“See, when you come out of those up-tempo goddamn numbers, man, it’s impossible to make those transitions, and then you gotta go into somebody dying,” he said.
“You know, they do this to me all the time,” he continues. “I don’t know what the hell they do it for, but goddammit, if we can’t come out of a slow record, I don’t understand. Is Don on the phone? OK. I want a goddamn concerted effort to come out of a record that isn’t a fuckin’ up-tempo record every time I do a goddamn death dedication … I want somebody to use his fuckin’ brain to not come out of a goddamn record that is, uh, that’s up-tempo, and I gotta talk about a fuckin’ dog dying.”
The clip got passed around, in a pre-Web hand-to-hand kind of way, along with another snippet of Kasem losing his temper while mellifluously intoning the given names of the members of U2 and snapping, “These guys are from England, and who gives a shit?” Both recordings were later sampled by San Francisco found-sound pranksters Negativland on an EP they made the somewhat calculated mistake of entitling U2, which led to a complex three-way legal battle between Negativland, SST Records, and U2’s label, Island Records, and also led to the book Fair Use: The Story of the Letter U and the Numeral 2, complete with a foreword commissioned by the band from the son of actual U-2 spy-plane pilot Francis Gary Powers.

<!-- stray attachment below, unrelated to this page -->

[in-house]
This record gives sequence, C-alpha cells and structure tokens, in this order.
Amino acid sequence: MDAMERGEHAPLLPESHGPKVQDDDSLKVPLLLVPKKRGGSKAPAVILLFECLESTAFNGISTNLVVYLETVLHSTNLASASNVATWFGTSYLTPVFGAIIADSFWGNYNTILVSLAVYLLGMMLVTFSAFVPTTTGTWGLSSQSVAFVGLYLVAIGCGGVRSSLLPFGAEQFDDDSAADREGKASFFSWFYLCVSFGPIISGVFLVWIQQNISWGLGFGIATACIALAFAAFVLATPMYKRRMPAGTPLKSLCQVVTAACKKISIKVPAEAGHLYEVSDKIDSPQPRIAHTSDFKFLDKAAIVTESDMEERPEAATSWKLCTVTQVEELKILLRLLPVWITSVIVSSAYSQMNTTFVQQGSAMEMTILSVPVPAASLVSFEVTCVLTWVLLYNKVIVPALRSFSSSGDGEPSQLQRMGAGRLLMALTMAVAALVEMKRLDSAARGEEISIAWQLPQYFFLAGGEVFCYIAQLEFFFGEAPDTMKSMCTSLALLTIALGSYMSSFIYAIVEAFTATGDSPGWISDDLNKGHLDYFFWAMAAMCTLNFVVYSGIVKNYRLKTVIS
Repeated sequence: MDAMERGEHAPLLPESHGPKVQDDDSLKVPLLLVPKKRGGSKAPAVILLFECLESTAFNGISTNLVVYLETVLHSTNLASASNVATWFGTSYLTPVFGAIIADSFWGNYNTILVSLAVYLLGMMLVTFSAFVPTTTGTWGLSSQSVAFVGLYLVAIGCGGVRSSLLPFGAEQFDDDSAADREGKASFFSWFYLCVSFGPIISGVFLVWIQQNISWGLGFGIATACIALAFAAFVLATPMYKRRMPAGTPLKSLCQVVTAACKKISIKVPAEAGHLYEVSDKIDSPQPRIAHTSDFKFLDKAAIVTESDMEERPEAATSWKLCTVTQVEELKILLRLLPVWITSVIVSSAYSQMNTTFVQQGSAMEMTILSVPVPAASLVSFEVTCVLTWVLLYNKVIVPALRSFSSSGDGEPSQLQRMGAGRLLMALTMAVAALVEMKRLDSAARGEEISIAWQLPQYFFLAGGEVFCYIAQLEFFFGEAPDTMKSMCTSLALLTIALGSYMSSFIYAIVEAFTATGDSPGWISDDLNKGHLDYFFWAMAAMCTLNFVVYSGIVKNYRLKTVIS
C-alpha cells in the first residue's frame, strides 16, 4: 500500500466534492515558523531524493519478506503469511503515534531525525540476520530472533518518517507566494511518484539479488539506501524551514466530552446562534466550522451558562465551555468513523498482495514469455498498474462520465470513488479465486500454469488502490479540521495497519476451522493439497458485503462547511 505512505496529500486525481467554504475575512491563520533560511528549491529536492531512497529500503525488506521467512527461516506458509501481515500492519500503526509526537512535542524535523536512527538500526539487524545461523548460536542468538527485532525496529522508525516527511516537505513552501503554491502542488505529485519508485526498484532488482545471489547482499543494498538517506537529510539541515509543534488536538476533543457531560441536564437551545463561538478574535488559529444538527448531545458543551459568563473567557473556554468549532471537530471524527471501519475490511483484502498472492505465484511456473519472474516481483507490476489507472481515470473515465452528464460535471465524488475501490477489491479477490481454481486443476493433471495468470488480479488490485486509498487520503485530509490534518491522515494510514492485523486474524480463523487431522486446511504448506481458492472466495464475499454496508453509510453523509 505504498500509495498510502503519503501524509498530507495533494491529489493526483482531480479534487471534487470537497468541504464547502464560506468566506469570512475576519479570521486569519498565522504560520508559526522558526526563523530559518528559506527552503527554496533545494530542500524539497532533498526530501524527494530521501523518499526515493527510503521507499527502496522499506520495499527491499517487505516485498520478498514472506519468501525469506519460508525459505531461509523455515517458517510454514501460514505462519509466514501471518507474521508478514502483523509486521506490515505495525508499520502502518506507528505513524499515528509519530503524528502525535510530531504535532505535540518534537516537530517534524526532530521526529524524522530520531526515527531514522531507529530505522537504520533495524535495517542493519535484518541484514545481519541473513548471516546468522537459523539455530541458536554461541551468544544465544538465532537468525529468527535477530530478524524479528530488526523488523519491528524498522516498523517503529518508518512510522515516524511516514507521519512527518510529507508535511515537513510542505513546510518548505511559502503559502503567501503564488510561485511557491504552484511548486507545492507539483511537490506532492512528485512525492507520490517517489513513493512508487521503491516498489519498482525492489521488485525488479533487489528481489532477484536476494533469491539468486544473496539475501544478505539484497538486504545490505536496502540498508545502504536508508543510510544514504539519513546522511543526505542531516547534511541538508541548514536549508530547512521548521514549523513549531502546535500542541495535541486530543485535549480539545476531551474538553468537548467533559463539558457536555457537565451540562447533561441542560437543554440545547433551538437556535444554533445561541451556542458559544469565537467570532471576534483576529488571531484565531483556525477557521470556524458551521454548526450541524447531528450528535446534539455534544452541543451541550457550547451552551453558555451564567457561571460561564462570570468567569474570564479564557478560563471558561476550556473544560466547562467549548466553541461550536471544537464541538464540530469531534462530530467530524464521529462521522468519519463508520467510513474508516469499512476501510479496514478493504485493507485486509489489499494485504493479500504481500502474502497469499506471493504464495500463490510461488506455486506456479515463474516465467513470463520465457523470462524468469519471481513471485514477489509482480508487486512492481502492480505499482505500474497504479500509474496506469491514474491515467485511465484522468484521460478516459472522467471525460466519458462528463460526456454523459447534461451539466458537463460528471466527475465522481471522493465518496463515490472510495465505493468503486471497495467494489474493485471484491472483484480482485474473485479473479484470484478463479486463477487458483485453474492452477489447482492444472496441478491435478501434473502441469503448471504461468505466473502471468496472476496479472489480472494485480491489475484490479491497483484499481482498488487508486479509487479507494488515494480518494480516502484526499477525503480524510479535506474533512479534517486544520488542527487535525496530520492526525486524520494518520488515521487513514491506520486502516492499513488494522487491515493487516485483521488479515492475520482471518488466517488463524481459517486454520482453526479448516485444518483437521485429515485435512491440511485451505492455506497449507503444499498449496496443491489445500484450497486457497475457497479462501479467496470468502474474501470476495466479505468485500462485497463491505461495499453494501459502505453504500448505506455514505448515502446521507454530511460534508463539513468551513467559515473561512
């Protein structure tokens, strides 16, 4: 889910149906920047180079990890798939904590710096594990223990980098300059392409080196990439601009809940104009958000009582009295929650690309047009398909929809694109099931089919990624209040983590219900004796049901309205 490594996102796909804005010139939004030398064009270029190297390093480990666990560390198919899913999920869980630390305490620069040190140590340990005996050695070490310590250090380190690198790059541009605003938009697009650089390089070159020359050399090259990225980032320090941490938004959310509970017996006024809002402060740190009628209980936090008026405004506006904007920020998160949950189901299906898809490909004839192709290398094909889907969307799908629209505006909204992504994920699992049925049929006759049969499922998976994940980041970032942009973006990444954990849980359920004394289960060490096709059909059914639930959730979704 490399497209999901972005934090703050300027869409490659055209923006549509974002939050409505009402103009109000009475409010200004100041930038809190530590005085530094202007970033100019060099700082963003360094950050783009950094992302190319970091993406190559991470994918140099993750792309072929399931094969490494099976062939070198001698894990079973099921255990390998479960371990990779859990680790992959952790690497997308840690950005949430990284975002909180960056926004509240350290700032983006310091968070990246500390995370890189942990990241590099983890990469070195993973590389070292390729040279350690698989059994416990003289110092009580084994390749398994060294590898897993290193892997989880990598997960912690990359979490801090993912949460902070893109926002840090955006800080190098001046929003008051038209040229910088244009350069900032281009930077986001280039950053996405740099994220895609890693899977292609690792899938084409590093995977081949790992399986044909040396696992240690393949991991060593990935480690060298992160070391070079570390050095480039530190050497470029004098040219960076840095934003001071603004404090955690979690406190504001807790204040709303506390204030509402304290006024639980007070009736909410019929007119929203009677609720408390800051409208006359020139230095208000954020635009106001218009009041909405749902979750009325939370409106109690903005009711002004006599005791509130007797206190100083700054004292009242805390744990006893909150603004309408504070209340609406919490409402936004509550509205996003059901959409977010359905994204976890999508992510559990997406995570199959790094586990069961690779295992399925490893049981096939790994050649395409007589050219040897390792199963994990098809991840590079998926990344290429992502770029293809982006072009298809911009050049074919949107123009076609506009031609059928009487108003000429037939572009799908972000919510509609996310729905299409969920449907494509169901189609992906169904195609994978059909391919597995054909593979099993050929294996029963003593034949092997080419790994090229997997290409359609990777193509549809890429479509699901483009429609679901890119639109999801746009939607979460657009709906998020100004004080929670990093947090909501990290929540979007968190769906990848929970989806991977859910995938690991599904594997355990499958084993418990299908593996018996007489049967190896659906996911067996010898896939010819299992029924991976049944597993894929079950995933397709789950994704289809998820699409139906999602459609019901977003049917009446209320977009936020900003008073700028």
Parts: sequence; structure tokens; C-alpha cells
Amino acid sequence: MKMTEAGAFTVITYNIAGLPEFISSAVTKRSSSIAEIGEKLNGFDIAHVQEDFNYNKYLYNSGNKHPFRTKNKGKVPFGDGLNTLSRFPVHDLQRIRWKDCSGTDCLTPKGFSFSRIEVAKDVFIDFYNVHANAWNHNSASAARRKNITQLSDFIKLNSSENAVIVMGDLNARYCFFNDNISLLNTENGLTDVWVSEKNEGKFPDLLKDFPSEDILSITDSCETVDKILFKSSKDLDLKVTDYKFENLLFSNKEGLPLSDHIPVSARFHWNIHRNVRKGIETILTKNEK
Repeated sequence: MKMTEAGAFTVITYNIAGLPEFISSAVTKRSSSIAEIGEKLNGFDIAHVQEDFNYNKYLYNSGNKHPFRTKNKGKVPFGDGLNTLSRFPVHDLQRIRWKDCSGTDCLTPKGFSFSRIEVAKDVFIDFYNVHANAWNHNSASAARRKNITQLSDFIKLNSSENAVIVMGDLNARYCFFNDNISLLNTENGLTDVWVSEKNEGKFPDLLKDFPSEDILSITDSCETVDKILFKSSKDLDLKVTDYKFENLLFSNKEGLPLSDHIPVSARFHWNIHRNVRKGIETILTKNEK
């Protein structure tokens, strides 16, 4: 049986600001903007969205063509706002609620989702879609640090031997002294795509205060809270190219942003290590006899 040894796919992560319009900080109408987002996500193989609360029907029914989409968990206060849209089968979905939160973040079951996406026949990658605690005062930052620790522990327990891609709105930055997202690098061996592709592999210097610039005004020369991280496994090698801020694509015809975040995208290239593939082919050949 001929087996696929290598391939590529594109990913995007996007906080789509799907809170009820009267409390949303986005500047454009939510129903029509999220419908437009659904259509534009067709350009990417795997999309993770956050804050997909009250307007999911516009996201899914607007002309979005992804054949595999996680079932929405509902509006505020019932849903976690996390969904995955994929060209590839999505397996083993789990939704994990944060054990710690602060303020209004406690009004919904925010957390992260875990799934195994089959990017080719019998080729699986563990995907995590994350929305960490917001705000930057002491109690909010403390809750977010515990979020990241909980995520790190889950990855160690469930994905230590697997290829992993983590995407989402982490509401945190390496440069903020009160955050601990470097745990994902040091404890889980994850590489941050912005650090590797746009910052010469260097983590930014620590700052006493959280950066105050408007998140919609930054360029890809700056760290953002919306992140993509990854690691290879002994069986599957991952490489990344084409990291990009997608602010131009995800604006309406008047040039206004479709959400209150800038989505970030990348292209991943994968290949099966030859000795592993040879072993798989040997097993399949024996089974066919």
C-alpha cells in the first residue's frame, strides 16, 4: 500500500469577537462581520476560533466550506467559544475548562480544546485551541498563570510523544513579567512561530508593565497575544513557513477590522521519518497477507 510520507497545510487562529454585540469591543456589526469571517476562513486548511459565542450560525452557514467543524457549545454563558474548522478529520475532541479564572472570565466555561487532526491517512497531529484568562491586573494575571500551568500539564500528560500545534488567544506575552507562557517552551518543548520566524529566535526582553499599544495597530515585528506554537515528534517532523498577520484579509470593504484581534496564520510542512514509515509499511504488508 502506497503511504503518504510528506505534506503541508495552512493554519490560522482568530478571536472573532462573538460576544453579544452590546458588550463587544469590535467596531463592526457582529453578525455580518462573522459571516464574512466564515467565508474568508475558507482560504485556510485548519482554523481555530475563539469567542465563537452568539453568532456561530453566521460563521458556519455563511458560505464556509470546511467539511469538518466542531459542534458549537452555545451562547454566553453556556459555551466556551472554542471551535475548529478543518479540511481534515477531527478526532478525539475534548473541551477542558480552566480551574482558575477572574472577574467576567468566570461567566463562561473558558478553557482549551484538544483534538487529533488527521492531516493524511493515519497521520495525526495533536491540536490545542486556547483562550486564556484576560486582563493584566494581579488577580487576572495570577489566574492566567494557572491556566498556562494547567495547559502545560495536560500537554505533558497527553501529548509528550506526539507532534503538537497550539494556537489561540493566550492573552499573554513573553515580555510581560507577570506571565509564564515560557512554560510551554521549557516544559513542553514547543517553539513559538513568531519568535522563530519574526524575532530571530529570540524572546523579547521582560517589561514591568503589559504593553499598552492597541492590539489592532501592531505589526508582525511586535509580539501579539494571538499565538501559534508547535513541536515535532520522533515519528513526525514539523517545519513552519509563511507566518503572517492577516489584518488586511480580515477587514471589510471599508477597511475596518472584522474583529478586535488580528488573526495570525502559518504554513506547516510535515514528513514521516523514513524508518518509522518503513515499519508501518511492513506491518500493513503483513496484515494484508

The Kasem tapes were an irresistible cult object because they captured the sound of a supposedly consummate pro losing his shit over something picayune, something the Internet would eventually render utterly unremarkable. But they also suggested that Kasem was human, and maybe even possessed personal taste. They belied his reputation as a yes-man for the monoculture in a way that made you like him more, not less. You know, they do this to me all the time.